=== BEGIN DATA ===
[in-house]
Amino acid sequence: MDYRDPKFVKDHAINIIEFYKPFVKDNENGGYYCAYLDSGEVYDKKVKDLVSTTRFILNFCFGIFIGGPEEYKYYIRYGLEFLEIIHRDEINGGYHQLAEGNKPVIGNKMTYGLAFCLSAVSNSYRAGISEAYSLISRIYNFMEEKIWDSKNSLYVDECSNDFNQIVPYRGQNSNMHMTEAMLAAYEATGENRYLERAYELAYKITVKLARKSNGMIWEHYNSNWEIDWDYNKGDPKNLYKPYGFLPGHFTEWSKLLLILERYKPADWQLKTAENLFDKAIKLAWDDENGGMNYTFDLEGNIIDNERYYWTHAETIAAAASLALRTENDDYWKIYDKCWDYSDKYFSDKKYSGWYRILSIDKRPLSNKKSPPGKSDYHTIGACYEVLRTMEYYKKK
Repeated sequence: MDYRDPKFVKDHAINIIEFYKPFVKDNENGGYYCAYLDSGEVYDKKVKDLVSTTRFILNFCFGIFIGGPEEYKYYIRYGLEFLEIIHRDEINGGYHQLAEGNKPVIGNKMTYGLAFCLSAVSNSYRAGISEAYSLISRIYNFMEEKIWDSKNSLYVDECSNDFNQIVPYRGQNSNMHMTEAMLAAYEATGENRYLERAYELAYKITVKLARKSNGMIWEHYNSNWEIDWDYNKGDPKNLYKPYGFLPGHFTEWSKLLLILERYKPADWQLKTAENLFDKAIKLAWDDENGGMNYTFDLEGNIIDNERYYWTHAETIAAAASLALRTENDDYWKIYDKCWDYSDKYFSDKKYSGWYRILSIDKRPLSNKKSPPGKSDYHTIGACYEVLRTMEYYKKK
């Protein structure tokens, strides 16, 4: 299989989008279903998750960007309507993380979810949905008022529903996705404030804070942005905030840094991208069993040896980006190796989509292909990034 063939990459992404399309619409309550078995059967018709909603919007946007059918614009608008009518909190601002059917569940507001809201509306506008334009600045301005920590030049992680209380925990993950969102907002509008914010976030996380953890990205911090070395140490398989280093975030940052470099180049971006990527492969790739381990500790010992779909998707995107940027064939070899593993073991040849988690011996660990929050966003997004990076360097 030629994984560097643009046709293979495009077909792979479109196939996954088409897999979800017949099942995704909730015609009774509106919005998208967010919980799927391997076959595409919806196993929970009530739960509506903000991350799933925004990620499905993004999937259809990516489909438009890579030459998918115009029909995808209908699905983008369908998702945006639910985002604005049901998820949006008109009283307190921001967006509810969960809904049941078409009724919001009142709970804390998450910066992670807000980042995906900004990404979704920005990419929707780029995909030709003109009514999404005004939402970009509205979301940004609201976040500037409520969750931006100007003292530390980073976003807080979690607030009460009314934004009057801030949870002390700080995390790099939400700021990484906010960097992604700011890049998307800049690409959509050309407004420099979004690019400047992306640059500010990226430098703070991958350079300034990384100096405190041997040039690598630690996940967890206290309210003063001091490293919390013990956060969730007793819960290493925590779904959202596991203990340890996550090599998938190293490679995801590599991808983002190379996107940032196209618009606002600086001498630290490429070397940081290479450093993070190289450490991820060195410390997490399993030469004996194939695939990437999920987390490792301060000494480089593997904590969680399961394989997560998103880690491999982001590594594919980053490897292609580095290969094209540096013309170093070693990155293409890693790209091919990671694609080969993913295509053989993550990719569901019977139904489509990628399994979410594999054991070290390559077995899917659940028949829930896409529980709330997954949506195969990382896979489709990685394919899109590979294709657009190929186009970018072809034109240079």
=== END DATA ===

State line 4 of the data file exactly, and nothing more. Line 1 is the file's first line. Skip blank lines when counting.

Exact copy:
């Protein structure tokens, strides 16, 4: 299989989008279903998750960007309507993380979810949905008022529903996705404030804070942005905030840094991208069993040896980006190796989509292909990034 063939990459992404399309619409309550078995059967018709909603919007946007059918614009608008009518909190601002059917569940507001809201509306506008334009600045301005920590030049992680209380925990993950969102907002509008914010976030996380953890990205911090070395140490398989280093975030940052470099180049971006990527492969790739381990500790010992779909998707995107940027064939070899593993073991040849988690011996660990929050966003997004990076360097 030629994984560097643009046709293979495009077909792979479109196939996954088409897999979800017949099942995704909730015609009774509106919005998208967010919980799927391997076959595409919806196993929970009530739960509506903000991350799933925004990620499905993004999937259809990516489909438009890579030459998918115009029909995808209908699905983008369908998702945006639910985002604005049901998820949006008109009283307190921001967006509810969960809904049941078409009724919001009142709970804390998450910066992670807000980042995906900004990404979704920005990419929707780029995909030709003109009514999404005004939402970009509205979301940004609201976040500037409520969750931006100007003292530390980073976003807080979690607030009460009314934004009057801030949870002390700080995390790099939400700021990484906010960097992604700011890049998307800049690409959509050309407004420099979004690019400047992306640059500010990226430098703070991958350079300034990384100096405190041997040039690598630690996940967890206290309210003063001091490293919390013990956060969730007793819960290493925590779904959202596991203990340890996550090599998938190293490679995801590599991808983002190379996107940032196209618009606002600086001498630290490429070397940081290479450093993070190289450490991820060195410390997490399993030469004996194939695939990437999920987390490792301060000494480089593997904590969680399961394989997560998103880690491999982001590594594919980053490897292609580095290969094209540096013309170093070693990155293409890693790209091919990671694609080969993913295509053989993550990719569901019977139904489509990628399994979410594999054991070290390559077995899917659940028949829930896409529980709330997954949506195969990382896979489709990685394919899109590979294709657009190929186009970018072809034109240079």